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updated: 7/23/2012 11:19 PM

Hot weather's effect on trees will cost St. Charles taxpayers

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Bad weather will directly impact St. Charles taxpayers' pocketbooks now that city officials are prepared to spend nearly $122,000 to save hundreds of trees from the consistently hot, dry conditions this summer.

The city planted 625 new trees this year as part of the plan dealing with tree losses from the emerald ash borer infestation; it also replaced 375 trees last fall.

But all those trees are in jeopardy of dying thanks to this summer's conditions.

If the trees die, the money spent on them would be a total loss -- plus there would be the additional cost to replace them.

There are two methods to prevent that from happening.

First, the city is prepared to pay a watering service to conduct six intermittent waterings of the trees at a cost of $9 per tree during the next three months, which would cost about $77,000.

Or, residents could bear the cost of watering the trees themselves.

Residents could supply water to the trees at a much cheaper overall cost -- about $2 per 1,000 gallons.

"How often do we hear citizens say we're spending money unnecessarily?" Alderman Rita Payleitner said. "Here's a chance for them to chip in."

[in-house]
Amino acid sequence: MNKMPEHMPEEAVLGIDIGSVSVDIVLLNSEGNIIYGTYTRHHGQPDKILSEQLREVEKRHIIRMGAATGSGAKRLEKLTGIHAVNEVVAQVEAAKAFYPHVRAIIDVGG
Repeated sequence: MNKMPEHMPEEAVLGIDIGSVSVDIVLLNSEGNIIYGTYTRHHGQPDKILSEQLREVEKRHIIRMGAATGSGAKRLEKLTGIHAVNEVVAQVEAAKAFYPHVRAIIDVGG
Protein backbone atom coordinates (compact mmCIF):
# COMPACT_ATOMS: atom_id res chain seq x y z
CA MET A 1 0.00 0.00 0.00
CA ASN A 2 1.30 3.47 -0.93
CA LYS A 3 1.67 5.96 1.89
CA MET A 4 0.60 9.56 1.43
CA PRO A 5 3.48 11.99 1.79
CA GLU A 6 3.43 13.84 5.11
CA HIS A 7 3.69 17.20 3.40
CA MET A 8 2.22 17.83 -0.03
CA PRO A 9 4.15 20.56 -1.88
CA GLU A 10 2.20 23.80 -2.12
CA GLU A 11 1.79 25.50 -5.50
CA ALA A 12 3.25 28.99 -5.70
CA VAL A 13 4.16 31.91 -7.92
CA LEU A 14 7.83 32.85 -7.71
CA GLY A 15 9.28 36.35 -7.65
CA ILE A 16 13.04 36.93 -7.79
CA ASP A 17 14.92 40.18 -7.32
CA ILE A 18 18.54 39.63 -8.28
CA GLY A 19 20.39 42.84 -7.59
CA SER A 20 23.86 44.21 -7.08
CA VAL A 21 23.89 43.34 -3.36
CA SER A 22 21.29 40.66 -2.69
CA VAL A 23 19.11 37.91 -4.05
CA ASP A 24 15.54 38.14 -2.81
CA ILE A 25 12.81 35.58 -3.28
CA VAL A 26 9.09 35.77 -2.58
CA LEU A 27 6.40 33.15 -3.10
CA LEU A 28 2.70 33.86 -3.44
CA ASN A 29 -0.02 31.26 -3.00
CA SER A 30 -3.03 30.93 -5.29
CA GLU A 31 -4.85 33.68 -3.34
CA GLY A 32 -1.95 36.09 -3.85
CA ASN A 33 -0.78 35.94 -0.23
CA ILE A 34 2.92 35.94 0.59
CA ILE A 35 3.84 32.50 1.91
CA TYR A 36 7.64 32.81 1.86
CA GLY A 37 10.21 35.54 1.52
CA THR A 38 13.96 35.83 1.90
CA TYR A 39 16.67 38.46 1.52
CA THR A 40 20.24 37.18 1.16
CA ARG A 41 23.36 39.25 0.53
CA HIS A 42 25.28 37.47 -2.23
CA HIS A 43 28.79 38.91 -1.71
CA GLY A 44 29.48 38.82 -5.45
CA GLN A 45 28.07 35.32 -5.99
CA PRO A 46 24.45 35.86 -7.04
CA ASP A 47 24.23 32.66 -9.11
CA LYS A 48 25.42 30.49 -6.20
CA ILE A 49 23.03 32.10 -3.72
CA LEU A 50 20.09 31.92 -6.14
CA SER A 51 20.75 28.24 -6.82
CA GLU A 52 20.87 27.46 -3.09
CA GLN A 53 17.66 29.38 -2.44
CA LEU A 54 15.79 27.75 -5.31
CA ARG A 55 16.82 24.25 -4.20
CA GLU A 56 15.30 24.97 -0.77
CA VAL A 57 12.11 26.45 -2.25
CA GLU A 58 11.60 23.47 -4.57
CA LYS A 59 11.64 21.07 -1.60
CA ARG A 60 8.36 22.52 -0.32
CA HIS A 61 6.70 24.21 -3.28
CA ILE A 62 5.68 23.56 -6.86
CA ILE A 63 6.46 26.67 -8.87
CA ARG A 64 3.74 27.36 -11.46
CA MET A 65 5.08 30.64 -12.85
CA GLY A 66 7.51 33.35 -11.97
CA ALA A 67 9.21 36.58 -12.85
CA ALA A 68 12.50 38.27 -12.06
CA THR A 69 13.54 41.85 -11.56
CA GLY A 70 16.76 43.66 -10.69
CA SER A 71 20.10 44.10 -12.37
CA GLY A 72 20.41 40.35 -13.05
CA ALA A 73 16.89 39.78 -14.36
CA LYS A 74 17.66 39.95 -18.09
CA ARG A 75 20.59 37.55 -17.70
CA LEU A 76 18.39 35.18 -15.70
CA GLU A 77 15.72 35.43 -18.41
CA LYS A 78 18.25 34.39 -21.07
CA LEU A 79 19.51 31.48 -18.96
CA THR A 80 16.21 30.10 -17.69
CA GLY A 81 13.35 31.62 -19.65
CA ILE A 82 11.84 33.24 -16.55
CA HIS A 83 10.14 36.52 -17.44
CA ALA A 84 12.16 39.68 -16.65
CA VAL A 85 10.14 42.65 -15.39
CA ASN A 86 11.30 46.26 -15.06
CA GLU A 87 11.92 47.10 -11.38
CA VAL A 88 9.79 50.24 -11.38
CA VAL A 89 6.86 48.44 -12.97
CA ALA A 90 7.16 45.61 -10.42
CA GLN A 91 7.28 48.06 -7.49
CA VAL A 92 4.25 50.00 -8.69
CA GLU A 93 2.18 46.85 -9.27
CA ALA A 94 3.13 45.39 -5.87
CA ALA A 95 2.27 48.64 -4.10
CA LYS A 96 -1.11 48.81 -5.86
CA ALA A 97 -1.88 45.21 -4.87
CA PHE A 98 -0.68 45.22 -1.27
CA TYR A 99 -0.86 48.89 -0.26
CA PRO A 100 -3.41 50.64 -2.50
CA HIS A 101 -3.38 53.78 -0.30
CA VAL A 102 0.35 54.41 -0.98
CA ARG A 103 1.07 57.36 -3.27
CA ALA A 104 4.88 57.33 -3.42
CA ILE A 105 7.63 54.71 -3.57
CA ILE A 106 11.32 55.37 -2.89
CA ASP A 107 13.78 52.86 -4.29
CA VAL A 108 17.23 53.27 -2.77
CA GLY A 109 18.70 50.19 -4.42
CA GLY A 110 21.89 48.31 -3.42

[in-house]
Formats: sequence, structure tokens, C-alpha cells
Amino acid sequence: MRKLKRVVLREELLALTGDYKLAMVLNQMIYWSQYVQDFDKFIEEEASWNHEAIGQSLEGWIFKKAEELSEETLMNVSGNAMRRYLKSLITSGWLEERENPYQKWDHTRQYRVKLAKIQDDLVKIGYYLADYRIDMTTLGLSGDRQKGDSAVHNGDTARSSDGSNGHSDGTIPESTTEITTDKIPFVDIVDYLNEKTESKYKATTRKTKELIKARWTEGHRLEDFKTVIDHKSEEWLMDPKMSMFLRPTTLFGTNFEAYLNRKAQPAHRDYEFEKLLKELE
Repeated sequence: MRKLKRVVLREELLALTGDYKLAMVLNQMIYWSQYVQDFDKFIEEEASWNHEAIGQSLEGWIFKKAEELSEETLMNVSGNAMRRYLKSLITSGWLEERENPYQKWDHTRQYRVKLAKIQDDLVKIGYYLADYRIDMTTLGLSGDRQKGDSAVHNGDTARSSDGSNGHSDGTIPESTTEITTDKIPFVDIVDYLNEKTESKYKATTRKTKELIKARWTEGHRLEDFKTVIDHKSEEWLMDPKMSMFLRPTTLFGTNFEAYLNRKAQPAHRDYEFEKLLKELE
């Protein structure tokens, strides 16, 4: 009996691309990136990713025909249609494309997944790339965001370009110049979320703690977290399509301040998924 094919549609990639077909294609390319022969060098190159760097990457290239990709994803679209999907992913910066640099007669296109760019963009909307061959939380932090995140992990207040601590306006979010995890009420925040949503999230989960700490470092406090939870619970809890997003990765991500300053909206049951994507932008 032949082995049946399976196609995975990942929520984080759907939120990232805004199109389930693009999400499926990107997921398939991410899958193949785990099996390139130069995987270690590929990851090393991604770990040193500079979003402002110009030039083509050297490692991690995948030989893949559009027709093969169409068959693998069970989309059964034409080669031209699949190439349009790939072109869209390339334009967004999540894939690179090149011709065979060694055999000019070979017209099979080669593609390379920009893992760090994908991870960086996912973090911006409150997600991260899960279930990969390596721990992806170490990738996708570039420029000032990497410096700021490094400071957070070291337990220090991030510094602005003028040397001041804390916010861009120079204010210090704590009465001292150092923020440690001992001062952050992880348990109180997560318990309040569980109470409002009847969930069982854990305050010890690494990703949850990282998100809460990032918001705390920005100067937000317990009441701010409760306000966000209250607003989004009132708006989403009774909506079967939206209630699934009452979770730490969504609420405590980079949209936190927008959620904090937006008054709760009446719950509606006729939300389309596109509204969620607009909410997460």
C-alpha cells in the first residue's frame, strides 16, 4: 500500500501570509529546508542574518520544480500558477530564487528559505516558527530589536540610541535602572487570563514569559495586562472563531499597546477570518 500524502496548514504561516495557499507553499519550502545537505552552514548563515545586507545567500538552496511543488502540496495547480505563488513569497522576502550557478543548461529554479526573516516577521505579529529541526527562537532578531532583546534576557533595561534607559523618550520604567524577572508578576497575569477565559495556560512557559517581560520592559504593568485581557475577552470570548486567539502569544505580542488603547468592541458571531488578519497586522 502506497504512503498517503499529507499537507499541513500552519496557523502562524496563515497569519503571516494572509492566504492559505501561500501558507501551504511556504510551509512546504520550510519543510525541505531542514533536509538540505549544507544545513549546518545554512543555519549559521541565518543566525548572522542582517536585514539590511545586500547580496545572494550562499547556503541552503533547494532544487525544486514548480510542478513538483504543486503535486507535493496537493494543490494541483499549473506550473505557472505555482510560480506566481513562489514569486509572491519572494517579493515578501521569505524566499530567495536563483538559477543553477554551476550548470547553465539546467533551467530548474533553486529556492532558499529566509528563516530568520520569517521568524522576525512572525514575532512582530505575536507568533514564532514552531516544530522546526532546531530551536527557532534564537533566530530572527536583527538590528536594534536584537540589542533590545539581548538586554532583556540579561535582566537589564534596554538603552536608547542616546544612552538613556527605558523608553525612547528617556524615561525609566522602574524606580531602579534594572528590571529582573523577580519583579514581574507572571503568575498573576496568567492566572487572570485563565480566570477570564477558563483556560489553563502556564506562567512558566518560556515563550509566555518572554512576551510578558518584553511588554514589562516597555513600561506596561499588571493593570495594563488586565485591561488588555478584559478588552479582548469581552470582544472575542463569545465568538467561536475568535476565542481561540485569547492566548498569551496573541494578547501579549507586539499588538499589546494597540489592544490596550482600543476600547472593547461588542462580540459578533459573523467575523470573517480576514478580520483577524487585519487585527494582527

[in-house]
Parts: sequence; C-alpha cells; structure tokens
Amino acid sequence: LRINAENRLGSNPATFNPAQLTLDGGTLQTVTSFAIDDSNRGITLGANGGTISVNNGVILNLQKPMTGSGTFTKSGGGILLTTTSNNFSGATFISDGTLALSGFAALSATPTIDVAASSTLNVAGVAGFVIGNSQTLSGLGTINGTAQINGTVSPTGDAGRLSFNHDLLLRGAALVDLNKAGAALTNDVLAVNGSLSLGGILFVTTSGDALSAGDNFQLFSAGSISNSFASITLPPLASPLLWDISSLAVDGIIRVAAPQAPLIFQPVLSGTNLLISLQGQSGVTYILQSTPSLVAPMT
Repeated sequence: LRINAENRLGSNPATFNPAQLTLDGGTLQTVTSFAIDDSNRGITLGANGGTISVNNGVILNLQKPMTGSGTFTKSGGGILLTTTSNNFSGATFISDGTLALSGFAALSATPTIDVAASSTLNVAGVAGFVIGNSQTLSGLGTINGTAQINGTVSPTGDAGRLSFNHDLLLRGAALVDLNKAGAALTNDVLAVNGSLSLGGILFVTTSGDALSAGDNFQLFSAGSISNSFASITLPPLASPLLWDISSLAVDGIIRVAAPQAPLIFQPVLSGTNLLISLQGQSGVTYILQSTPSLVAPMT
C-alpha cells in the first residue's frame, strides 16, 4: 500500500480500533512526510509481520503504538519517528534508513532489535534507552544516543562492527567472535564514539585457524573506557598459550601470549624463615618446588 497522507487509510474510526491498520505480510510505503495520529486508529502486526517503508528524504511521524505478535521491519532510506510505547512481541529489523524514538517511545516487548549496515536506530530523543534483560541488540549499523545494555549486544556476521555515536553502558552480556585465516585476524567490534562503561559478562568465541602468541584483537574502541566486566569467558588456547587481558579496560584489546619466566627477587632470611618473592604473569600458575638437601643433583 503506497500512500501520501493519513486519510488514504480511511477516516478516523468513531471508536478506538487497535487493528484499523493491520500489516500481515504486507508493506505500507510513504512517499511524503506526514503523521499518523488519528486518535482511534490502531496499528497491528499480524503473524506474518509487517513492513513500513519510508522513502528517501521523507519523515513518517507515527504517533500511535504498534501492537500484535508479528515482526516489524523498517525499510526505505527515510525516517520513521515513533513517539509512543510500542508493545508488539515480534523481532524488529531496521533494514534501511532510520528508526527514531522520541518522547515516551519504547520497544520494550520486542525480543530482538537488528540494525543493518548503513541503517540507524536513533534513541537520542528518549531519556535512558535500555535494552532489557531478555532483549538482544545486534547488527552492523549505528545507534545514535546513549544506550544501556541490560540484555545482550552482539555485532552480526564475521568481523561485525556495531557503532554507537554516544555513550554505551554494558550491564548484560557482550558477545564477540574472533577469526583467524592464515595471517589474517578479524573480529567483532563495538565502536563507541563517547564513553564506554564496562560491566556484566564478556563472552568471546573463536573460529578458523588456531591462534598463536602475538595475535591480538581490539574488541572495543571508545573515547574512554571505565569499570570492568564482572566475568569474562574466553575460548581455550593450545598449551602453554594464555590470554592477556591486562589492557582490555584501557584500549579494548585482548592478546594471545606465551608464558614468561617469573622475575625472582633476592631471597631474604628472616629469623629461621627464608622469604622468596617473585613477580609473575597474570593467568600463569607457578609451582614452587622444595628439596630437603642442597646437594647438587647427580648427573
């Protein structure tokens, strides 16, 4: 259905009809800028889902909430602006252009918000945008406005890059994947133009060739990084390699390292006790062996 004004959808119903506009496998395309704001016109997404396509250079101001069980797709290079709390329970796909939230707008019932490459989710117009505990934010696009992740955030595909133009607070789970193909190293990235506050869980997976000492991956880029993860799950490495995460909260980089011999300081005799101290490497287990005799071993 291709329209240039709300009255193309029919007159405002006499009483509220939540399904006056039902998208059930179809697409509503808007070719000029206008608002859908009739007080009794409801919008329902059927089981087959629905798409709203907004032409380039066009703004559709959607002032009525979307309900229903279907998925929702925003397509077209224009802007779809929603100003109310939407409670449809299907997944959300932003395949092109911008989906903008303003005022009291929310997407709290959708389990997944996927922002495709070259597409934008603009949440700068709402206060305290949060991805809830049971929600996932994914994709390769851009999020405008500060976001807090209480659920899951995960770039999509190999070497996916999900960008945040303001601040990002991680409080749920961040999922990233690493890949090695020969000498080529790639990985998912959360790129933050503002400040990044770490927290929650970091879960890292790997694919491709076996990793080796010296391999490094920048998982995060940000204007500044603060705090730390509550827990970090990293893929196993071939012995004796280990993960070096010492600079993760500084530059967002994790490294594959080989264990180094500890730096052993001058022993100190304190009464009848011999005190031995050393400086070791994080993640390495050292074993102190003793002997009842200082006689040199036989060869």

City officials said they are using door hangers to inform residents St. Charles would like resident assistance watering trees.

Next, the watering company likely will be hired but will check each tree to make sure it needs to be watered first.

Each tree a resident supplies with water will reduce the use of taxpayer money spent on the watering company.

But even help from residents won't get the city completely off the hook for paying for some unexpected tree maintenance.

Winds during the July 1 storm that knocked out electricity in some parts of the city caused major damage to many of the city's trees.

The city will spend about $31,000 to hire a company that will help city employees cut and remove damaged trees, limbs and brush.

There were about 45 trees either toppled or so severely damaged in the July 1 storm that they must be replaced.

At about $300 a tree, that replacement will cost taxpayers about $13,500, creating the overall total of nearly $122,000.

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